Geocoding Python function for PostgreSQL

Gratefully making use of what others have provided, i.e. geopy, Google and plpythonu.

Type to hold result of geocoding:

CREATE TYPE geocoding AS (
  place text,
  latitude DOUBLE PRECISION,
  longitude DOUBLE PRECISION
);

Function that does the actual geocoding (to be extended with more vendors. Hint: look at geopy wiki). Takes an (arbitrary) input string to be geocoded:

CREATE OR REPLACE FUNCTION python_geocode
(
  input text,
  vendor text DEFAULT 'google'
) RETURNS SETOF geocoding AS
$$
  import time
  from geopy import geocoders
  # https://code.google.com/p/geopy/wiki/GettingStarted
 
  time.sleep(0.2)
  # TODO: Add other available vendors, e.g. Yahoo.
  if vendor.lower() == 'google':
    geocoder = geocoders.GoogleV3()
  else:
    raise ValueError("Invalid geocoder: %s" % vendor)
  try:
    for res in geocoder.geocode(input, exactly_one=False):
      yield {'place': res[0], 'latitude': res[1][0], 'longitude': res[1][1]}
  except:
    pass
$$ LANGUAGE plpythonu VOLATILE;

Example:

SELECT place, ST_SetSRID(ST_MakePoint(longitude, latitude), 4326)
FROM python_geocode('Kostas');

Things related to Docker

Docker is a cool idea and open-source product, that seems to be taking the tech community by storm. Wired will tell you why it is cool in a story titled The Man Who Built a Computer the Size of the Internet.

The short version goes: Docker is a way to deploy and move applications with dependencies between Linux servers, using a container concept. The idea is similar to how applications are installed on a Mac, i.e. “everything in a single package”.

There are a number of supporting and related technologies, which I will now list:

  • Google Borg/Apache Mesos are a related technologies, and perhaps Borg is the original rolemodel for Docker. Borg is apparently being replaced by a new system codenamed Omega (video). According to a Wired Story, it influenced Twitter to develop Mesos (originally developed by researchers at the University of California at Berkeley), now Apache Mesos, to do a similar thing as Borg. It might be fair to say that Docker is an easy version of Borg/Mesos/Omega, for non-geniuses (people generally hired by Google, Twitter etc).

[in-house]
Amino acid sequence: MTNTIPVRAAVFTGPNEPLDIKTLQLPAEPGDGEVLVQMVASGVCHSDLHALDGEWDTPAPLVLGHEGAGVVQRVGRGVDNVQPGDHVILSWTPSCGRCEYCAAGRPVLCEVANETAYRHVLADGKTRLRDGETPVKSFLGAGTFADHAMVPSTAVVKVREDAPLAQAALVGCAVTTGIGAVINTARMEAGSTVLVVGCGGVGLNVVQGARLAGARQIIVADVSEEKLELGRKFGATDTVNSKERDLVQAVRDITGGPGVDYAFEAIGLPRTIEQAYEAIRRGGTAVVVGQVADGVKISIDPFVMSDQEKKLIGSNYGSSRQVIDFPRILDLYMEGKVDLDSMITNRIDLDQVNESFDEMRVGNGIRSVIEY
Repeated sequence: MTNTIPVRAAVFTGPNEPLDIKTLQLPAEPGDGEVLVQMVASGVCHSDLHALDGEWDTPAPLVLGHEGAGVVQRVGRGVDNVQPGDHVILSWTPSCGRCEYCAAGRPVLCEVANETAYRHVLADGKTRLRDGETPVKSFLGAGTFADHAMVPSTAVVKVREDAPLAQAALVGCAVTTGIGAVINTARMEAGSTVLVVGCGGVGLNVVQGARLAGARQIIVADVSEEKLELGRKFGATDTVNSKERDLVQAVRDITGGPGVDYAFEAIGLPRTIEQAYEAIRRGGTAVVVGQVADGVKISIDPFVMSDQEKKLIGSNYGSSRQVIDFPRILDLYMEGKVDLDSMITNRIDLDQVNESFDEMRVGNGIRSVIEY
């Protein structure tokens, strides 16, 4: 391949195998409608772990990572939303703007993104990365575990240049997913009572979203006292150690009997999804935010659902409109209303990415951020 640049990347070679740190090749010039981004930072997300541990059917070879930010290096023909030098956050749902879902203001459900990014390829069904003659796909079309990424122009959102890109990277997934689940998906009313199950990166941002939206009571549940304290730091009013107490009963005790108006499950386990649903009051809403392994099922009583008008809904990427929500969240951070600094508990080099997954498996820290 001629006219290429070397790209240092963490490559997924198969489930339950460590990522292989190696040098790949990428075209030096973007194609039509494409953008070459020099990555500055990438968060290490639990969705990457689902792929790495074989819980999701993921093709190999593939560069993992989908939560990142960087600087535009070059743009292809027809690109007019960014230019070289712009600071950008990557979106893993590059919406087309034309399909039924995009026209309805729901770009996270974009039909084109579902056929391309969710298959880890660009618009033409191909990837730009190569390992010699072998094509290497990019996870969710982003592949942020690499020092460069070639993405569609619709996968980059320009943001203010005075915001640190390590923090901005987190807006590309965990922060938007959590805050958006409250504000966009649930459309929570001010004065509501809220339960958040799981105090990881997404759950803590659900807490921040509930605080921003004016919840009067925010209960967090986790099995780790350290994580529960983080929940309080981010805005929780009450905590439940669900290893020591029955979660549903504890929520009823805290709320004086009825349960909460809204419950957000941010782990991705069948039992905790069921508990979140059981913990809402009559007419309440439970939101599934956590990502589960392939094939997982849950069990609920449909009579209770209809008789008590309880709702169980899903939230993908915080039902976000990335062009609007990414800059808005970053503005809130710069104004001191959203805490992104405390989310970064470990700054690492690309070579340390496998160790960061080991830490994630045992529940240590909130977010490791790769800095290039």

• CoreOS is a supporting technology, an OS designed for deploying containers such as Docker. As mentioned in Wired, the project is based on Google’s ChromeOS. According to the website of this operating system, CoreOS is “Linux kernel + systemd. That’s about it.”

This is it for now about Docker. Just heard about it a few hours ago in an email from a friend and supervisor.

Hello GNU profiling

The profiling tool in GNU is called gprof. Here is a short, boring example of how to use it.

1) Write hello world in C (hello.c)

#include <stdio.h>
 
int foo() {
  int b = 54324;
  int j;
  for (j=0; j < 1000000; j++) {
    b = b^j;
  }
  return b;
}
 
int main() {
  int a = 321782;
  int i;
  for(i=0; i<1000; i++) {
    a = a ^ foo();
  }
  printf("Hello foo: %d\n", a);
  return 0;
}
 
}

2) Compile with -pg option

gcc -pg hello.c

3) Run the program to generate profiling information

./a.out # this generates gmon.out file

4) Run gprof on the program and read output in less:

gprof a.out gmon.out | less

Using the Python debugger

A few days ago I found out that using the Python debugger is so easy, I can’t believe I haven’t used it before.

Import the module:

import pdb

Set a breakpoint somewhere in your code:

def some_function(self, x, y, z):
    pdb.set_trace()
    ...

Run your program. Now every time ‘some_function’ is called, the Python interpreter will break. At this point you could:

  • type x to inspect the argument passed to the x parameter
  • hit the ‘n’ button to skip over the next line of code
  • hit the ‘c’ button to resume the program
  • hit the ‘h’ button to get help

Easy enough?

Sequential writes leveldb versus system_x

OK, calling it a benchmark is a bit of an overstatement. It’s taking two different database libraries for a quick spin, and seeing how fast they can write a bunch of integers to disk. A second benchmark checks how fast we can read them.

In this mini-test, I’m running leveldb against a new embedded database library, let’s call it system_x. The purpose is really just so that I can remember some rough numbers regarding these useful database libraries.

I used the time command to gather results, which shows real, user and sys time spent.

Continue reading “Sequential writes leveldb versus system_x”